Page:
Archive for the ‘Frontier Crime Regulation’ Category

Muhammad Reports from Pakistan, March 31, 2008

March 30, 2008

Dear John E. Carey
Peace and Freedom

Dear Sir,

During last few days I have missed you a lot. I hope you and your team at the Peace and Freedom will be alright. Some interesting developments have been taking place in Pakistan nowadays.

The most interesting event is the announcement of prime minister Gilani about the revoking of Frontier Crime Regulation.

The tribal areas are being governed through Frontier Crime Regulation.

The prime minister announcement has created legal vacuum in the tribal areas.

It is interesting to note that Taliban militants have welcomed the announcement as they think now the tribal areas will be handed over to them. A political observer in his comment stated that the authors of the prime minister’s speech to the National Assembly on Saturday probably had no understanding of the Federally Administered Tribal Areas (Fata) and the laws that govern it. Why else would Yusuf Raza Gilani announce the abolition of the Frontier Crimes Regulation without actually knowing what the 1901 British law is going to be replaced with and more importantly: what would be its implications?

Little wonder then that at least two of the PPP’s allies, both from the NWFP  the Awami National Party and the JUI (F) — came out with reservations.

The ANP acknowledged that while its leadership had been consulted about  “generalities”, it had not been consulted on the specifics of FCR, which, according to the ANP’s provincial president, Afrasiab Khattak, is the “most investigated and non-implemented law”.

The ANP, he said, would like to retain the FCR with some amendments, something that the JUI (F) and a vast majority of the tribesmen would also like to see.

Maulana Fazlur Rehman told Dawn he too was not consulted and warned that any such move would entail grave implications for Pakistan.

The FCR presently in vogue in the seven federally administered tribal regions and six Frontier Regions basically explains relationship between the state and the tribes on the one hand through an indirect form of governance; and on the other lays down procedure for dealing with inter-tribal matters.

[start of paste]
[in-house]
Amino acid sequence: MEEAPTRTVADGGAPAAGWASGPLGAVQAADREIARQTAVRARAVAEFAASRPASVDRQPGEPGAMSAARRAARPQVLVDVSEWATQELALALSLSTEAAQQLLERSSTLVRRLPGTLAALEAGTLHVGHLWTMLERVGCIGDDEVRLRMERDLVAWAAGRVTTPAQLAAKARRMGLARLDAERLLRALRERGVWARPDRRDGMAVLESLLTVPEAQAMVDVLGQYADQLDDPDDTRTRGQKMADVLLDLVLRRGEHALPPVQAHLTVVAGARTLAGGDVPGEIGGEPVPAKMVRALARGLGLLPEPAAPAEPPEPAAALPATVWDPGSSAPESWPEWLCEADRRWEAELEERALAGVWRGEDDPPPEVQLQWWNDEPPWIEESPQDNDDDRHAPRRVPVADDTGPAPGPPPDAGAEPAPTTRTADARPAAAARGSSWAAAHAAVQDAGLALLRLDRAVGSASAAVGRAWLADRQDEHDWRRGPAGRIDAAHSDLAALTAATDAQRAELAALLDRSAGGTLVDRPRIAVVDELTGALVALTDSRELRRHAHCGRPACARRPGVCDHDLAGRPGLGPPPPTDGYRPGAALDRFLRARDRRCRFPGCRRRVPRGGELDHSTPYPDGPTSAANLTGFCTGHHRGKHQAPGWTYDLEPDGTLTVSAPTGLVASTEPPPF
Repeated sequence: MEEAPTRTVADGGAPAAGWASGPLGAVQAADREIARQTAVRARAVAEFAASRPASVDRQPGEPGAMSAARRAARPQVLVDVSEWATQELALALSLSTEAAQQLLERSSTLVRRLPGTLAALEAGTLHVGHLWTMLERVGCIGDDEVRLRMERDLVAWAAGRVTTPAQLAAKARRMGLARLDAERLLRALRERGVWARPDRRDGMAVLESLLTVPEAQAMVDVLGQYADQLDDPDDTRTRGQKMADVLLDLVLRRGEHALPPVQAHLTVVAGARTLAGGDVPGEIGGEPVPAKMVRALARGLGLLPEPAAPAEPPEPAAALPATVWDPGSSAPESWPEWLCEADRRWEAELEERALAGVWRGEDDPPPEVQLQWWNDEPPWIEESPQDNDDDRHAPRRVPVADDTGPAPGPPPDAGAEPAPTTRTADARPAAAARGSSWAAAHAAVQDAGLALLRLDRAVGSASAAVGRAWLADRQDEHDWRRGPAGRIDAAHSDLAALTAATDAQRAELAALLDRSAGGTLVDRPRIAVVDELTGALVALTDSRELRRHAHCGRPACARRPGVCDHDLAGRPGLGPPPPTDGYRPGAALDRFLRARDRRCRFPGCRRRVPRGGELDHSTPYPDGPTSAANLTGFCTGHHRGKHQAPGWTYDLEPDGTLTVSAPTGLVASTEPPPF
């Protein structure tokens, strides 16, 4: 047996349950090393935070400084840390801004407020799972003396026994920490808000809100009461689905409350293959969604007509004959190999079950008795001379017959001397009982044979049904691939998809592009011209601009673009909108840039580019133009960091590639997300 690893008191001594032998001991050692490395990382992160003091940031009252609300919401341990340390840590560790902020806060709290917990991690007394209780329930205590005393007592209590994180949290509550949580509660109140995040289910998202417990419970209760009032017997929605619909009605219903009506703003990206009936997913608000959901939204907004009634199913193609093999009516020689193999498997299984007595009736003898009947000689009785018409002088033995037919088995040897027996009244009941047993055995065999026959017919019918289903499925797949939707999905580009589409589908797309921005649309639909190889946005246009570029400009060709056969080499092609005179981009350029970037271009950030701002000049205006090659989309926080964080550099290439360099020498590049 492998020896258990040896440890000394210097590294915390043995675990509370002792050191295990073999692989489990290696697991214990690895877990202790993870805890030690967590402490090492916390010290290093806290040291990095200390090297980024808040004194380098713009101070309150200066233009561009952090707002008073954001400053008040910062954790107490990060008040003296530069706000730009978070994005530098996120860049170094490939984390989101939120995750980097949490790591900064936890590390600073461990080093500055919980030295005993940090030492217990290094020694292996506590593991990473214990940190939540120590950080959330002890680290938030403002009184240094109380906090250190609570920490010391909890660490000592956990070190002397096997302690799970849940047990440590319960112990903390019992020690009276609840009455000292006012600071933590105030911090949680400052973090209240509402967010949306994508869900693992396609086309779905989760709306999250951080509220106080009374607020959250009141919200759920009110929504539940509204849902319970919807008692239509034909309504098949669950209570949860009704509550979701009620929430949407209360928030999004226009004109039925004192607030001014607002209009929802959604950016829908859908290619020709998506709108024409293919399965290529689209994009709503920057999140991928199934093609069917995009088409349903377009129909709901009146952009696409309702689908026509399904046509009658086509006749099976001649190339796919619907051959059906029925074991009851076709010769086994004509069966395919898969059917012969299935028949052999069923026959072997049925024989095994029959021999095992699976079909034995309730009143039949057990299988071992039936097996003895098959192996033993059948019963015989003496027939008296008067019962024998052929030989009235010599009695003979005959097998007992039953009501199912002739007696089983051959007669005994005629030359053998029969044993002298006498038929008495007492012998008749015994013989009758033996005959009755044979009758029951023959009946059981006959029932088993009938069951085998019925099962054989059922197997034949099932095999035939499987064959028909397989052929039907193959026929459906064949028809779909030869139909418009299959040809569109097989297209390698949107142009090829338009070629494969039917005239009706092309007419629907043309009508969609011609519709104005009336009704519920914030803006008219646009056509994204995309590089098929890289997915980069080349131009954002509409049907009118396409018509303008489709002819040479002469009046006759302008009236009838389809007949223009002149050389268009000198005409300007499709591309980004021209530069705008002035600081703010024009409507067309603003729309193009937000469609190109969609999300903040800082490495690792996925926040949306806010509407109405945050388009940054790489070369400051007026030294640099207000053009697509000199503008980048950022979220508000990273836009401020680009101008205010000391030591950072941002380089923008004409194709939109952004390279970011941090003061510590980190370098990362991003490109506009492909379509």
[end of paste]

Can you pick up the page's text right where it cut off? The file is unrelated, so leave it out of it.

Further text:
But the British-era law has been coming in under a lot of criticism from human rights activists, the civil society as well as a section of the tribal people.

The very draconian nature of some sections of the law, chiefly the Frontier Crimes Regulation 40, a preventive law pertaining to good conduct that has been grossly misused by the political administration to keep people under detention for longer periods of time than the stipulated three years for peace-keeping it provides for on non-acceptance of sureties by the accused.

The other most controversial sections of the law pertain to collective responsibility and territorial responsibility.Section 21 (Collective Responsibility) empowers the administration to direct the confiscation of all or any member of a tribe and all or any property belonging to them or anyone of them, if the tribe, or any section or member of such a tribe, are found acting in a hostile manner towards the government or towards people in the country.

Section 22 (territorial responsibility) empowers the administration to impose a fine on an entire village if there appear to be good reasons to believe that the inhabitants of the village have connived with, or abetted in the commission of an offence or failed to render assistance in their power to discover the offender or to effect their arrest.

Article 246 and 247 of the Constitution deals with the tribal areas — both the federally administered as well as the provincially administered tribal areas. The Constitution also states that the parliament cannot legislate for the tribal regions unless the president so directs.

The irony is that legislators from Fata can take part in legislation for the whole country but not for their own regions. The power to repeal or introduce any regulation in the tribal regions thus rests with the president.Analysts warn that any move to repeal or introduce any regulation in the tribal regions would require delicate handling.